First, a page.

Digital real estate is defined in many ways, but generally it refers to your virtual presence on the internet, including social media accounts, website domains, email messages, and other digital mediums to which you contribute, control or that have your identity represented. When you’re working remotely and having less face-to-face interaction with clients, digital platforms can help you bridge the social distancing gap by relating to clients on a more personal level. For most of us today, social media represents a large portion of our digital real estate, including these platforms:
Facebook is perhaps the most well-known social media site. It allows users to share statuses, photos, videos, and comments on their own posts and on the posts of others. Facebook can be used for personal or business purposes and can be useful in communicating and connecting with current and potential clients, as well as for sharing business news, updates, and products. According to Facebook, as of December 2018, there were 1.52 billion daily active users and 2.32 billion monthly active users.
A photo and video sharing app with comments and filters, Instagram reports 500 million daily active users and over one billion active monthly users. Instagram focuses largely on images, and posts are often shorter and more concise than those found on Facebook, and comments can be enabled.
This social media platform allows users to post short messages called “tweets” as well as to comment on the posts of others. As of the third quarter of 2018, Twitter had 326 million monthly active users worldwide.
According to LinkedIn, the site is the world’s largest professional network with more than 562 million users. The company describes its mission as connecting the world’s professionals to make them more productive and successful.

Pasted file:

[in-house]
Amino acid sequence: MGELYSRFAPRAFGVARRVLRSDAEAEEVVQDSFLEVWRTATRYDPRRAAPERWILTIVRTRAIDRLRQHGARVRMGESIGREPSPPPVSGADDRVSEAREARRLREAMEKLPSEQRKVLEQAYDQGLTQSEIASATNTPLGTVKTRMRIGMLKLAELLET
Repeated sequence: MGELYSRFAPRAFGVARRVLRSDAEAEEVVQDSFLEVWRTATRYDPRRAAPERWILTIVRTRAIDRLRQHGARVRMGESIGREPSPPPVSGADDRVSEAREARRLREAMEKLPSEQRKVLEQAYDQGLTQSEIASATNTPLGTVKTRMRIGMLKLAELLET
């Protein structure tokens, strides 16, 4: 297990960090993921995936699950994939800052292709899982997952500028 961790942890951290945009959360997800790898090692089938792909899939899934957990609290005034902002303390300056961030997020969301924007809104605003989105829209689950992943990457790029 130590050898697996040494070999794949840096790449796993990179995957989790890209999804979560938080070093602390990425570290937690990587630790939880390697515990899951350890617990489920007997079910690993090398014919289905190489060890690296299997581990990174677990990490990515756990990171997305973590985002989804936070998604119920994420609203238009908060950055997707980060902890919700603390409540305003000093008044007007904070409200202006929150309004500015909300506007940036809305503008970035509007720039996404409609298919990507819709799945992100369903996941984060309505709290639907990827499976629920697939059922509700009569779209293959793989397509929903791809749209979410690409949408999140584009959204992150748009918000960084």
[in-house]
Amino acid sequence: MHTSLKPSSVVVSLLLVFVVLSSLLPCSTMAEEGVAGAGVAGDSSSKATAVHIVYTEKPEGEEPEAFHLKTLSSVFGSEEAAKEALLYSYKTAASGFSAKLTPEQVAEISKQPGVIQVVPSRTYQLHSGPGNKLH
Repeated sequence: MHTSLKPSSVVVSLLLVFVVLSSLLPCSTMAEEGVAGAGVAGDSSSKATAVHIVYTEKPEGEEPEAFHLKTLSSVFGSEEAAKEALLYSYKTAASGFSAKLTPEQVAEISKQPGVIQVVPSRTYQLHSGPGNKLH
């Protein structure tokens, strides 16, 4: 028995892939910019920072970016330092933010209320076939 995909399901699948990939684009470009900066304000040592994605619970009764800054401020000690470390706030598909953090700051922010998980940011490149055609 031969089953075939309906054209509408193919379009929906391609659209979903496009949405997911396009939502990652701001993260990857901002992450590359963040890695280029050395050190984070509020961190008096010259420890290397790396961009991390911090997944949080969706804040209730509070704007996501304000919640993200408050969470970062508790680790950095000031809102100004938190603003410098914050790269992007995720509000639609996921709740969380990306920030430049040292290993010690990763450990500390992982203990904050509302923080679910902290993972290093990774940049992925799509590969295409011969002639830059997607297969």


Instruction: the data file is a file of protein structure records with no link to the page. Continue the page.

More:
An online platform where users can share videos and comments. As of May 2018, YouTube had 1.8 billion logged-in monthly viewers.
Users can upload, save, sort, and manage images and ideas, known as “pins”, and videos on screens known as pinboards, as well as view the pinboards of others. According to Pinterest, 250 million people use the site each month.
Other digital real estate can include:
- Websites, whether a page on your broker’s website or your own domain
- Email and text campaigns and communications
- Personal and business blogs
Since your digital real estate can be an important tool in gathering sales leads, communicating
with current and potential customers, and projecting your professional image, it’s important to manage it well. Here are some tips:
- Make an appraisal of your digital real estate periodically. Look at all the sites where you have a presence, and evaluate which ones are serving you well and which you could manage better or perhaps do without altogether.
- Start thinking about your digital real estate as a whole. How do the platforms work together to portray you and your services? Could you be using them differently to make a better impact? Which platforms do you use the most and which get the most engagement from others?
- Consider getting help managing your digital real estate. A professional marketer with digital experience may be able to help you leverage your digital real estate for better results.
- Maintain your digital real estate. To raise your profile, it’s important to make regular posts, comment frequently on other posts, and to keep platforms and sites updated.
- Always communicate honestly on social media, especially when times are challenging. Don’t be afraid to talk about how you’re handling hurdles related to social distancing, closures, and working remotely. Let your clients know how you’re adapting and responding to serve their real estate needs while making safety a priority.
For more articles like this, visit the American Home Shield® Home Matters Blog.